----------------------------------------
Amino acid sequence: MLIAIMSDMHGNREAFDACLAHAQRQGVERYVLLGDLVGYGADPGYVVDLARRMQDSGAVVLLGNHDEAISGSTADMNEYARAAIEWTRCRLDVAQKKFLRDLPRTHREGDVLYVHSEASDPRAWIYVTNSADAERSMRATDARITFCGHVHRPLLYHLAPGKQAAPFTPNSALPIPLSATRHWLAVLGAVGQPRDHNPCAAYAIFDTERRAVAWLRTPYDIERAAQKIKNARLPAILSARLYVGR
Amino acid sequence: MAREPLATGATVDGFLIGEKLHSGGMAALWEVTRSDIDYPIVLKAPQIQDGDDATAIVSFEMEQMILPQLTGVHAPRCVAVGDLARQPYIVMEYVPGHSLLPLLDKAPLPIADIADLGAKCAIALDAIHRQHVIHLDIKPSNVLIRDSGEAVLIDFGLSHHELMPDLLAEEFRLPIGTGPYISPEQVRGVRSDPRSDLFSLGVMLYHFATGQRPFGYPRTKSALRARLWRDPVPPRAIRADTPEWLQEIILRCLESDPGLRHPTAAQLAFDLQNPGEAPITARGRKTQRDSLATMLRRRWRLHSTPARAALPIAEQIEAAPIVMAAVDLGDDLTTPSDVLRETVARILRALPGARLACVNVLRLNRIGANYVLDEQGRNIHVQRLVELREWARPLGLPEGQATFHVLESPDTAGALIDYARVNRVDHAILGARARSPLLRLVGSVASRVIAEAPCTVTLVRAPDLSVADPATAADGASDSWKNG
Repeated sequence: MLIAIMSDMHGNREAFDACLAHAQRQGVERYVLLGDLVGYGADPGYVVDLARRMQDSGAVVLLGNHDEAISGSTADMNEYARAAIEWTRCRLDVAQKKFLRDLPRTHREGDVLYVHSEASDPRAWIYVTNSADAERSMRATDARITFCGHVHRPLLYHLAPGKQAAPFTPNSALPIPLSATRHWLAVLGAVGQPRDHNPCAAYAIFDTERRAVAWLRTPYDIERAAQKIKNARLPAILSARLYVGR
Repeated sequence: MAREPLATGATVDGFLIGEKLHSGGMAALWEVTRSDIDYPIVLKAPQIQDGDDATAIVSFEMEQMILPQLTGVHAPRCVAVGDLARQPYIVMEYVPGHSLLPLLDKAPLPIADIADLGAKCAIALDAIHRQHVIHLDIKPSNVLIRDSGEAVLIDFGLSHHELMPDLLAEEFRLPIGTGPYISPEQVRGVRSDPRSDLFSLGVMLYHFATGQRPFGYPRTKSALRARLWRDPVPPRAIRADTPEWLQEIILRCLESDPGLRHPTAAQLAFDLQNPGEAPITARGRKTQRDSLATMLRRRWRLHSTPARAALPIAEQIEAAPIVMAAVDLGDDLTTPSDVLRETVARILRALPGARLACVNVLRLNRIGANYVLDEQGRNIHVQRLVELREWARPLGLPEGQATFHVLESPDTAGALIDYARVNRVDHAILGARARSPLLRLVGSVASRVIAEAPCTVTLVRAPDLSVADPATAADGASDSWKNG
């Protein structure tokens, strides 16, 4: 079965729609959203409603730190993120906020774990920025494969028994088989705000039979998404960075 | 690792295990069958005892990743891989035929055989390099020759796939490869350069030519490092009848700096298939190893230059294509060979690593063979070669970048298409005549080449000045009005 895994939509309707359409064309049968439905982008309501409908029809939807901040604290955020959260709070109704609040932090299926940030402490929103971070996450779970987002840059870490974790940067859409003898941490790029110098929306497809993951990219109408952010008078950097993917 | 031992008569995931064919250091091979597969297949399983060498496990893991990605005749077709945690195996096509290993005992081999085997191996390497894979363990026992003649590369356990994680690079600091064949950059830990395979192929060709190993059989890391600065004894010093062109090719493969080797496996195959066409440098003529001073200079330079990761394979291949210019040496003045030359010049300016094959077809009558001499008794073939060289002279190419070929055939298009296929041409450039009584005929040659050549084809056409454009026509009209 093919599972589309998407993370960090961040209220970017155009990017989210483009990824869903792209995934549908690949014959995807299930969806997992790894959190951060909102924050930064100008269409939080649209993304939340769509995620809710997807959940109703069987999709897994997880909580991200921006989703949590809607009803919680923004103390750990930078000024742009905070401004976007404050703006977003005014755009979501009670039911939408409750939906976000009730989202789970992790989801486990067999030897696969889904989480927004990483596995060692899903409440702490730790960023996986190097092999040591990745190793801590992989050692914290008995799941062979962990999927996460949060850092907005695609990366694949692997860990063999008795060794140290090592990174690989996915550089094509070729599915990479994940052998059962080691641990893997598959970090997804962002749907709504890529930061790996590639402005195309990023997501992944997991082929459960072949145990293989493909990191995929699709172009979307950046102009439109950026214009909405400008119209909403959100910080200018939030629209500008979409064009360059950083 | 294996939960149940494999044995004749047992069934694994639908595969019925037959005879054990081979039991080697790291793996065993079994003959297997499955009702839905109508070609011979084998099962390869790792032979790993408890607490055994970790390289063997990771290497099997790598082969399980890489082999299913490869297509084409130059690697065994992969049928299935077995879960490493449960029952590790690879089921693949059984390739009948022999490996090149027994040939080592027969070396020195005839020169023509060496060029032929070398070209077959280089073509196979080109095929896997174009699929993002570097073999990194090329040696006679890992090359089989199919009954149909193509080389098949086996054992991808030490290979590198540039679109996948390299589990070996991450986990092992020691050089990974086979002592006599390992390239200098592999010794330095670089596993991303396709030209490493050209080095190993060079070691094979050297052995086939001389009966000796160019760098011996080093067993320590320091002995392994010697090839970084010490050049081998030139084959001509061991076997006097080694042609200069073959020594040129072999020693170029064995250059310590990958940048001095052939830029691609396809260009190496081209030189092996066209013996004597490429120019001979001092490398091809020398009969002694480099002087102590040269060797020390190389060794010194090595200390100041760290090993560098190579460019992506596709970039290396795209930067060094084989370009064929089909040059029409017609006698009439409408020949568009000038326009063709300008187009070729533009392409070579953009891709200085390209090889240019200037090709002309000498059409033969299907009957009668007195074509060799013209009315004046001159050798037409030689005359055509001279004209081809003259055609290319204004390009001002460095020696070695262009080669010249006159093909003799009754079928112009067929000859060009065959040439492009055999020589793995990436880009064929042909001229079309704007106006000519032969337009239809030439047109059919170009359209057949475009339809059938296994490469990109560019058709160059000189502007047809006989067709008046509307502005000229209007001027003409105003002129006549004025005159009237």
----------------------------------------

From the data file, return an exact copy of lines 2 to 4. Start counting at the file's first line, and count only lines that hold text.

Amino acid sequence: MAREPLATGATVDGFLIGEKLHSGGMAALWEVTRSDIDYPIVLKAPQIQDGDDATAIVSFEMEQMILPQLTGVHAPRCVAVGDLARQPYIVMEYVPGHSLLPLLDKAPLPIADIADLGAKCAIALDAIHRQHVIHLDIKPSNVLIRDSGEAVLIDFGLSHHELMPDLLAEEFRLPIGTGPYISPEQVRGVRSDPRSDLFSLGVMLYHFATGQRPFGYPRTKSALRARLWRDPVPPRAIRADTPEWLQEIILRCLESDPGLRHPTAAQLAFDLQNPGEAPITARGRKTQRDSLATMLRRRWRLHSTPARAALPIAEQIEAAPIVMAAVDLGDDLTTPSDVLRETVARILRALPGARLACVNVLRLNRIGANYVLDEQGRNIHVQRLVELREWARPLGLPEGQATFHVLESPDTAGALIDYARVNRVDHAILGARARSPLLRLVGSVASRVIAEAPCTVTLVRAPDLSVADPATAADGASDSWKNG
Repeated sequence: MLIAIMSDMHGNREAFDACLAHAQRQGVERYVLLGDLVGYGADPGYVVDLARRMQDSGAVVLLGNHDEAISGSTADMNEYARAAIEWTRCRLDVAQKKFLRDLPRTHREGDVLYVHSEASDPRAWIYVTNSADAERSMRATDARITFCGHVHRPLLYHLAPGKQAAPFTPNSALPIPLSATRHWLAVLGAVGQPRDHNPCAAYAIFDTERRAVAWLRTPYDIERAAQKIKNARLPAILSARLYVGR
Repeated sequence: MAREPLATGATVDGFLIGEKLHSGGMAALWEVTRSDIDYPIVLKAPQIQDGDDATAIVSFEMEQMILPQLTGVHAPRCVAVGDLARQPYIVMEYVPGHSLLPLLDKAPLPIADIADLGAKCAIALDAIHRQHVIHLDIKPSNVLIRDSGEAVLIDFGLSHHELMPDLLAEEFRLPIGTGPYISPEQVRGVRSDPRSDLFSLGVMLYHFATGQRPFGYPRTKSALRARLWRDPVPPRAIRADTPEWLQEIILRCLESDPGLRHPTAAQLAFDLQNPGEAPITARGRKTQRDSLATMLRRRWRLHSTPARAALPIAEQIEAAPIVMAAVDLGDDLTTPSDVLRETVARILRALPGARLACVNVLRLNRIGANYVLDEQGRNIHVQRLVELREWARPLGLPEGQATFHVLESPDTAGALIDYARVNRVDHAILGARARSPLLRLVGSVASRVIAEAPCTVTLVRAPDLSVADPATAADGASDSWKNG